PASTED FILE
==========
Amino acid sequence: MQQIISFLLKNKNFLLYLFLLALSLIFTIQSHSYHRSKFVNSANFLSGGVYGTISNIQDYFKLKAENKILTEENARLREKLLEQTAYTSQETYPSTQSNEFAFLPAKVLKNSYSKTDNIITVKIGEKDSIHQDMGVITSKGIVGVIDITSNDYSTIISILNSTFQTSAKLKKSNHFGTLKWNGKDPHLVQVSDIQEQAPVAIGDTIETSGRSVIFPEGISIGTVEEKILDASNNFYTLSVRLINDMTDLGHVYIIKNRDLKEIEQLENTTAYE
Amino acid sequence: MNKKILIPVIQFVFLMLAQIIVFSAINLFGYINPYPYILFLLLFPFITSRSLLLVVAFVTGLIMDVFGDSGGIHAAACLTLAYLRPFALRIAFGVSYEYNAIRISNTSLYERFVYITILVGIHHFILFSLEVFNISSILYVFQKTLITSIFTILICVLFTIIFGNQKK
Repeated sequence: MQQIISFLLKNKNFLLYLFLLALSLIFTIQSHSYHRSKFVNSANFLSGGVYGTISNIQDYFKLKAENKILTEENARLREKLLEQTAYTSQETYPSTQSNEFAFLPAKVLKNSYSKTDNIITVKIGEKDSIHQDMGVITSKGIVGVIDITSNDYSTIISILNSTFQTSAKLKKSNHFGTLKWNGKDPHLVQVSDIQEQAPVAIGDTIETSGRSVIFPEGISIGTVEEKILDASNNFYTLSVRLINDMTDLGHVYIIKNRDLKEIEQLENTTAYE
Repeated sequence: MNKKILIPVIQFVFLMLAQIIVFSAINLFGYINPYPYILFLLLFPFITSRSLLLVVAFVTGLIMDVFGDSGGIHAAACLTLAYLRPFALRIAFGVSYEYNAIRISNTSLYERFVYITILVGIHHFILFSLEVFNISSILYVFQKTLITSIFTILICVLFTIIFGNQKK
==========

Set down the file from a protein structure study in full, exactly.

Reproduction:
Amino acid sequence: MQQIISFLLKNKNFLLYLFLLALSLIFTIQSHSYHRSKFVNSANFLSGGVYGTISNIQDYFKLKAENKILTEENARLREKLLEQTAYTSQETYPSTQSNEFAFLPAKVLKNSYSKTDNIITVKIGEKDSIHQDMGVITSKGIVGVIDITSNDYSTIISILNSTFQTSAKLKKSNHFGTLKWNGKDPHLVQVSDIQEQAPVAIGDTIETSGRSVIFPEGISIGTVEEKILDASNNFYTLSVRLINDMTDLGHVYIIKNRDLKEIEQLENTTAYE
Amino acid sequence: MNKKILIPVIQFVFLMLAQIIVFSAINLFGYINPYPYILFLLLFPFITSRSLLLVVAFVTGLIMDVFGDSGGIHAAACLTLAYLRPFALRIAFGVSYEYNAIRISNTSLYERFVYITILVGIHHFILFSLEVFNISSILYVFQKTLITSIFTILICVLFTIIFGNQKK
Repeated sequence: MQQIISFLLKNKNFLLYLFLLALSLIFTIQSHSYHRSKFVNSANFLSGGVYGTISNIQDYFKLKAENKILTEENARLREKLLEQTAYTSQETYPSTQSNEFAFLPAKVLKNSYSKTDNIITVKIGEKDSIHQDMGVITSKGIVGVIDITSNDYSTIISILNSTFQTSAKLKKSNHFGTLKWNGKDPHLVQVSDIQEQAPVAIGDTIETSGRSVIFPEGISIGTVEEKILDASNNFYTLSVRLINDMTDLGHVYIIKNRDLKEIEQLENTTAYE
Repeated sequence: MNKKILIPVIQFVFLMLAQIIVFSAINLFGYINPYPYILFLLLFPFITSRSLLLVVAFVTGLIMDVFGDSGGIHAAACLTLAYLRPFALRIAFGVSYEYNAIRISNTSLYERFVYITILVGIHHFILFSLEVFNISSILYVFQKTLITSIFTILICVLFTIIFGNQKK